Kagame Presides over India’s Ram Katha Events in Rwanda

The entry of the main auditorium of Kigali Convention Center in the capital Kigali was on Saturday, April 20, full of shoes.

The first impression would tell the biggest auditorium had turned into a mosque. But a different event happened.

The place was the venue for the launch of next nine days of Ram Katha – an Indian spiritual event led by spiritual leader Morari Bapu.

Hundreds of Indians from across the world converged in Rwanda for the spiritual event.

Inside the hall, people were requested to remove shoes – a gesture that demonstrated high level of honour for the event, according to Ram Nik – an Indian spiritual believer who travelled all the way from United Kingdom to attend the event.

“Morari Bapu is our spiritual master. He teaches love, respect for each other and is our saint,” Morari told KT Press.

This year’s event had reasons why it was held in Rwanda.

It was Organised by Ashish Ashish J. Thakkar – a Dubai-based British entrepreneur and founder of Mara Group and Mara Foundation, and a co-founder of Atlas Mara.

Ashish was in Rwanda twenty five years ago during the 1994 Genocide against Tutsi.

Having witnessed Rwanda for a period of 35 days as it went into abyss, Ashish recalled how it was through this experience that he convinced Morari Bapu – his spiritual leader, to bring the event to Rwanda and celebrate miraculous recovery the country has made as well as join Rwandans for the 25ht commemoration of the Genocide against the Tutsi.

Speaking at the event, President Paul Kagame said that Ram Katha is an example of what Rwanda has been striving for in the past two-and-a-half decades.

“Over the last two-and-a-half decades, Rwandans have engaged in a constant process of conversation and collective action, to overcome the exact opposite, namely falsehood and hatred,” he said.

According to President Kagame, “The example of Ram Katha is one of tolerance and inclusion. I have learned of the concrete lessons that are often given, about the importance of breaking down taboos and barriers among people, both within societies and around the world.”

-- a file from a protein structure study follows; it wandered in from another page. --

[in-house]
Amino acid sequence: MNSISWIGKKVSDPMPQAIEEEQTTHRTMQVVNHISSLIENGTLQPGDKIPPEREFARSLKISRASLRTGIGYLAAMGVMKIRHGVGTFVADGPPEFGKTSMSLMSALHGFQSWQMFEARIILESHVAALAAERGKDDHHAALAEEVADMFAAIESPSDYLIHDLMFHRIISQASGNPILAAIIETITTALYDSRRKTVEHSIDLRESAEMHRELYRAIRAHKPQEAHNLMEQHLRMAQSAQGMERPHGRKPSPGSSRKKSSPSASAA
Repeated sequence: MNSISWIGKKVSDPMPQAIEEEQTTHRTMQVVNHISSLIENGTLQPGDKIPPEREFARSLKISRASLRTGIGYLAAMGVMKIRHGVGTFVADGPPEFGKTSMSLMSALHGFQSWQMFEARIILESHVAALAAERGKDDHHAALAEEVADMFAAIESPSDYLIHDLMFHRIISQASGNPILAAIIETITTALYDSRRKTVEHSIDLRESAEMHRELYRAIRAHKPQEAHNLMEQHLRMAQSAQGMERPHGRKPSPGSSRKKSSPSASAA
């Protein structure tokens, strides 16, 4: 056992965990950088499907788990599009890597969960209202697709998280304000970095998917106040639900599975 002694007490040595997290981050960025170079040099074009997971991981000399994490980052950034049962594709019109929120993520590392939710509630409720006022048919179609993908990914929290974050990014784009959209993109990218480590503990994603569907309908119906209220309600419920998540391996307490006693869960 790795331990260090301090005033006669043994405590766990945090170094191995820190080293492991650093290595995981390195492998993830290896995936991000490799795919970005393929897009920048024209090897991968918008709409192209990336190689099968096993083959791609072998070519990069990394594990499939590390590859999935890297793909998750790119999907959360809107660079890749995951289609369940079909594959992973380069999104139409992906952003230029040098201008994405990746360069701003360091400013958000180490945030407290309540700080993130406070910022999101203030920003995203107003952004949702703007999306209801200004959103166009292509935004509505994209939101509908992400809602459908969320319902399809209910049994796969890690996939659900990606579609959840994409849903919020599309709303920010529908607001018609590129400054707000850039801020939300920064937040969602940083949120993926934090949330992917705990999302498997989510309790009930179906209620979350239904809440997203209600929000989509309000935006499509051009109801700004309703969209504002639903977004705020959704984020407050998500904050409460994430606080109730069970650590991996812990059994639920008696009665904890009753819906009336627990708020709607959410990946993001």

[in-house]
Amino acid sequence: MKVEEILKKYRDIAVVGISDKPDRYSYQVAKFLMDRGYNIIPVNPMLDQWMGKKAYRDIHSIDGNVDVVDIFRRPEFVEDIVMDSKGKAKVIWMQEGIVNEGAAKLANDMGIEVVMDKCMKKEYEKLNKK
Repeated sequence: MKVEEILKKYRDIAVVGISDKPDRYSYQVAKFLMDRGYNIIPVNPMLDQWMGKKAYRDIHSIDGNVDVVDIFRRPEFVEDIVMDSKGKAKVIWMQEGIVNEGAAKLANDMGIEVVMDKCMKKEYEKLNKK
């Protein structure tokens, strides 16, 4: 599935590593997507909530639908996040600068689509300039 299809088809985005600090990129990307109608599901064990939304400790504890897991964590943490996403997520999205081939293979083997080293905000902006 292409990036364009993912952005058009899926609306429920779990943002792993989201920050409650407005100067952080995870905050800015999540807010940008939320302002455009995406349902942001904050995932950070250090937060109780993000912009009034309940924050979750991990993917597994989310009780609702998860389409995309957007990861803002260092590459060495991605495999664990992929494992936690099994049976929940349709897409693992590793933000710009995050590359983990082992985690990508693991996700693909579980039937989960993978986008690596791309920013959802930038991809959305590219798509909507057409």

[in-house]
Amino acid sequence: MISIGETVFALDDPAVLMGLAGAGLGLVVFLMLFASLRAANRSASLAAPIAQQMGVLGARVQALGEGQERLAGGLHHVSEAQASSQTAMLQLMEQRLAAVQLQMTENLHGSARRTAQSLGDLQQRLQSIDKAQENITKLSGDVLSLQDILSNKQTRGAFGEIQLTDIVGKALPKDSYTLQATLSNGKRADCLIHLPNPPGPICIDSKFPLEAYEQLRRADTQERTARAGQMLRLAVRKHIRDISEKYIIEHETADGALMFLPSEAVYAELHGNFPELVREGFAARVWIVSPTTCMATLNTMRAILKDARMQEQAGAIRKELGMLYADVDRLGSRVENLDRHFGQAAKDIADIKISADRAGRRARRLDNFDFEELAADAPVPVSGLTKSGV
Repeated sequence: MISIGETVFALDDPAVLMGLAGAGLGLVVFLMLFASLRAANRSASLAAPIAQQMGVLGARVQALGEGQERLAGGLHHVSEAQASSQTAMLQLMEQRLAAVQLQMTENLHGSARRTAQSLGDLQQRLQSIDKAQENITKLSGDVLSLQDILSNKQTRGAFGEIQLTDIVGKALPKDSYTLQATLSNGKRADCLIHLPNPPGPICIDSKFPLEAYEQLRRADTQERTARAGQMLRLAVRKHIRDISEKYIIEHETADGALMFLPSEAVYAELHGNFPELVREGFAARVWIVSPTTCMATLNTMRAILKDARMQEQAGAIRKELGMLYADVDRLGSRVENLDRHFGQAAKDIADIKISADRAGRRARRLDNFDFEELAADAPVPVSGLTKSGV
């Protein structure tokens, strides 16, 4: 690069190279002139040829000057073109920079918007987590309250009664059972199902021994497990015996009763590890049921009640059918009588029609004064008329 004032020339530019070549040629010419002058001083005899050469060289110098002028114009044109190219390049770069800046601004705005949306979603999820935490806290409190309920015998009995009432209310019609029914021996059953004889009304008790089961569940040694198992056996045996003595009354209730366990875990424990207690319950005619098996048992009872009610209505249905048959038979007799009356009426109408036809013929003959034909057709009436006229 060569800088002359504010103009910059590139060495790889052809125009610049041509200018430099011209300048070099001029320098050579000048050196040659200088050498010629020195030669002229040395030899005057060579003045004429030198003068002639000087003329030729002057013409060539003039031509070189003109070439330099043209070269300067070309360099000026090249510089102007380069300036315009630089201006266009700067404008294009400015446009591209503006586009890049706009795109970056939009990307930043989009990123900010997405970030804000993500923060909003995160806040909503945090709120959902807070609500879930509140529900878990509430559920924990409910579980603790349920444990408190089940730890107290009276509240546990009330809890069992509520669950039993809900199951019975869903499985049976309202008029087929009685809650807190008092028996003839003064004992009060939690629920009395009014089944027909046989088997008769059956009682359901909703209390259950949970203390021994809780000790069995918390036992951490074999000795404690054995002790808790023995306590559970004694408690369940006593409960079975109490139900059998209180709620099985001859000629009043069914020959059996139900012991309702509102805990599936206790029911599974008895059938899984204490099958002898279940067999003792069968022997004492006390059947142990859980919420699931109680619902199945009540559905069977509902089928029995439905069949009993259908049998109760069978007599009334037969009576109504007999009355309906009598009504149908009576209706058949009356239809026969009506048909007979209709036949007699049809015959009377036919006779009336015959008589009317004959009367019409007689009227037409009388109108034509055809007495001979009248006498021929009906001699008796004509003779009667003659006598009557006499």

In this regard,Kagame added, “The efforts and sacrifices made by Rwandans, and friends of Rwanda, throughout this complex journey, have given us a country to be proud of today.”

He welcomed Ram Katha participants in Rwanda – and wished them a pleasant stay.

“We trust that you will have a chance to get to know our country and our people. And also find a reason to keep coming back, where you are very welcome,” he said.

The President appreciated the gesture of bringing Ram Katha to Rwanda, saying it signals a gesture of solidarity.

“We truly appreciate this gesture of solidarity, which reflects the principles of truth, love, and compassion that are central to Bapu’s teaching. In Rwanda, we relate very closely to these three human values,” he said.

“I also want to thank all of you, for coming at this particular time. This month, we are commemorating 25 years since the genocide that happened here in 1994,” he added.

The President thanked Bapu for his close ties with Rwanda and Africa.

“I want to thank our special guest, Bapu, who is no stranger to Africa, for choosing Rwanda, and being here for the next nine days.”

Earlier before the event, Morari Bapu visited Kigali Genocide Memorial – home to more than 250,000 victims who are laid to rest.

Ram Katha spiritual events will run until April 28.

Photos: Plaisir Muzogeye




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